Artificial Photosynthesis 101: What It Is and How Does It Work?

Artificial photosynthesis is a scheme that helps specialists capture and stores the energy coming from the sun in the chemical bonds of a fuel. One of the most useful and challenging projects when wanting to generate large amounts of power with little greenhouse gas emissions is developing a leaf. Numerous scientist around the world are doing their best to be the first to come up with an economical method to generate energy from artificial photosynthesis.

The main idea that lies on the ground of this process is splitting water molecules to produce fuel. This process is similar to natural photosynthesis that occurs in plants. Artificial photosynthesis uses carbon dioxide, water, and sunlight. However, instead of generating oxygen and sugar, the product is hydrogen. Therefore, artificial photosynthesis may reach to develop a new industrial revolution. This process could help us deliver energy with low-emissions. The energy could be stored and even transported in the same way we use natural gas today.

Statistics show that plants use water and sunlight to develop outstanding energy conversions. They can transform 1,000 billion metric tons of CO2 into organic matter on an annual basis. In case scientists manage to use artificial photosynthesis to large-scale commercial production, then we could use hydrogen to produce electricity. In this way, we would be able to replace fossil fuels in transportation.

Furthermore, we can also use it as feedstock in the production of plastic, pharmaceuticals, and fertilizers. In the same way, we transport natural gas, we could also transport hydrogen in gaseous form. Another possibility would be in a cooled, liquid form. These methods could help us make transport by sea, rail or road more economical.

Natural photosynthesis vs. artificial photosynthesis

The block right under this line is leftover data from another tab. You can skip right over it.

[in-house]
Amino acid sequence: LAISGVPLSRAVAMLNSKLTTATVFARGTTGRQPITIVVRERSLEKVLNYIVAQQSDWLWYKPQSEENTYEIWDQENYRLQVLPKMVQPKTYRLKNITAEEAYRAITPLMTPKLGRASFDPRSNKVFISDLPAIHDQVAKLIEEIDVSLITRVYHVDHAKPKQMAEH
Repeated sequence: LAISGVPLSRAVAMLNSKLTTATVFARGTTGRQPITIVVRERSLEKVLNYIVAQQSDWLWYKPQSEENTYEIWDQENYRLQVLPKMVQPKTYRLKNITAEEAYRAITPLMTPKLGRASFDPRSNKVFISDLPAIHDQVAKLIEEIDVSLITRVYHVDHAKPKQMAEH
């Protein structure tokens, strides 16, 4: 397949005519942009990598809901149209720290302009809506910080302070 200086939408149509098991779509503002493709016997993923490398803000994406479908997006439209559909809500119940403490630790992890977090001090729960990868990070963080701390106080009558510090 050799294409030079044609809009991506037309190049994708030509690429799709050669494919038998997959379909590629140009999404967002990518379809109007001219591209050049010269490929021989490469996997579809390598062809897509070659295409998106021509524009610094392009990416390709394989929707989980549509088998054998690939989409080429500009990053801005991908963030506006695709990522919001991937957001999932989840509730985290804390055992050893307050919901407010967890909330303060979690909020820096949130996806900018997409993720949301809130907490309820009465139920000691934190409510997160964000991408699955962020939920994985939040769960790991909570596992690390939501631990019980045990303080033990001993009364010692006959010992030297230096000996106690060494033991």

In the case of natural photosynthesis, the plant’s leaves absorb carbon dioxide and sunlight while the roots absorb water. Then, light energy stimulates chloroplasts. These are light-sensitive organelles located in plant cells. They trigger numerous chemical reactions that involve chlorophyll, enzymes and other proteins to split water molecules into oxygen, electrons, and hydrogen.

The oxygen is eliminated. Hence, the electrons and hydrogen react with the molecules of carbon dioxide to generate glucose, and the glucose turns into fuel for plants. About 2.5 volts of electrical energy is needed to split a water molecule. In order for this process to occur in an artificial environment, a catalyst combines with light energy. As a catalyst, scientists use light-sensitive substances like cobalt oxide, manganese, and dye-sensitized titanium dioxide.

When it comes to artificial photosynthesis, the structural lead contains thin membranes, microscopic and conductive artificial structures, and nanowires. Scientists use numerous structures and materials to develop artificial photosynthesis. The nanowires in the surface membrane of the leaf structure absorb carbon dioxide, water, and sunlight.

The light energy stimulates the electrons in the catalyst, determining a chemical reaction which splits the H2O into protons and oxygen. Hence, the artificial leaf releases the oxygen into the atmosphere while the carbon dioxide and protons move through the nanowires and the next membrane which features another catalyst. Then, a chemical reaction appears between carbon dioxide, protons, and the catalyst, yielding hydrogen fuel.

Green leaves in the light

Artificial photosynthesis could help us diminish greenhouse gas emissions and air pollution.